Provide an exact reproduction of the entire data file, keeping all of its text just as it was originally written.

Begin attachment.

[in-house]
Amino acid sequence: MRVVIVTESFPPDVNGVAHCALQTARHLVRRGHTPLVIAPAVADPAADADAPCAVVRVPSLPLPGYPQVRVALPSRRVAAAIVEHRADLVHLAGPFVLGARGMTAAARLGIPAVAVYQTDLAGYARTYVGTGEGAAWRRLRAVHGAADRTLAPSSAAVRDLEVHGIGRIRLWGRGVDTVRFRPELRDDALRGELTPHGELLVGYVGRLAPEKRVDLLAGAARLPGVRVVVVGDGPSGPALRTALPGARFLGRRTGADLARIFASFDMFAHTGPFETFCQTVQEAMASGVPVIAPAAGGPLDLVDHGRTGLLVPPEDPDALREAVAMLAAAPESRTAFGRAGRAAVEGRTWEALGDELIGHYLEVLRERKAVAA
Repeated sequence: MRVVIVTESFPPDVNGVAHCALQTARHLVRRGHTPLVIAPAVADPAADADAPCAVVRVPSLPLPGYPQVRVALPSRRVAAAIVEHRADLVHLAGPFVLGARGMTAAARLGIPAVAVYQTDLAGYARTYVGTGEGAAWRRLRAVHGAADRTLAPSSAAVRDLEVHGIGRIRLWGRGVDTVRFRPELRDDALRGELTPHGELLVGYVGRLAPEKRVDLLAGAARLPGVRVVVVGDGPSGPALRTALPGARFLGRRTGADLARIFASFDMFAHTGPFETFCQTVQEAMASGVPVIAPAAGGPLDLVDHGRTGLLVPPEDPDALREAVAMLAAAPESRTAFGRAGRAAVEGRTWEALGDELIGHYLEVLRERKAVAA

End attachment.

[in-house]
Amino acid sequence: MRVVIVTESFPPDVNGVAHCALQTARHLVRRGHTPLVIAPAVADPAADADAPCAVVRVPSLPLPGYPQVRVALPSRRVAAAIVEHRADLVHLAGPFVLGARGMTAAARLGIPAVAVYQTDLAGYARTYVGTGEGAAWRRLRAVHGAADRTLAPSSAAVRDLEVHGIGRIRLWGRGVDTVRFRPELRDDALRGELTPHGELLVGYVGRLAPEKRVDLLAGAARLPGVRVVVVGDGPSGPALRTALPGARFLGRRTGADLARIFASFDMFAHTGPFETFCQTVQEAMASGVPVIAPAAGGPLDLVDHGRTGLLVPPEDPDALREAVAMLAAAPESRTAFGRAGRAAVEGRTWEALGDELIGHYLEVLRERKAVAA
Repeated sequence: MRVVIVTESFPPDVNGVAHCALQTARHLVRRGHTPLVIAPAVADPAADADAPCAVVRVPSLPLPGYPQVRVALPSRRVAAAIVEHRADLVHLAGPFVLGARGMTAAARLGIPAVAVYQTDLAGYARTYVGTGEGAAWRRLRAVHGAADRTLAPSSAAVRDLEVHGIGRIRLWGRGVDTVRFRPELRDDALRGELTPHGELLVGYVGRLAPEKRVDLLAGAARLPGVRVVVVGDGPSGPALRTALPGARFLGRRTGADLARIFASFDMFAHTGPFETFCQTVQEAMASGVPVIAPAAGGPLDLVDHGRTGLLVPPEDPDALREAVAMLAAAPESRTAFGRAGRAAVEGRTWEALGDELIGHYLEVLRERKAVAA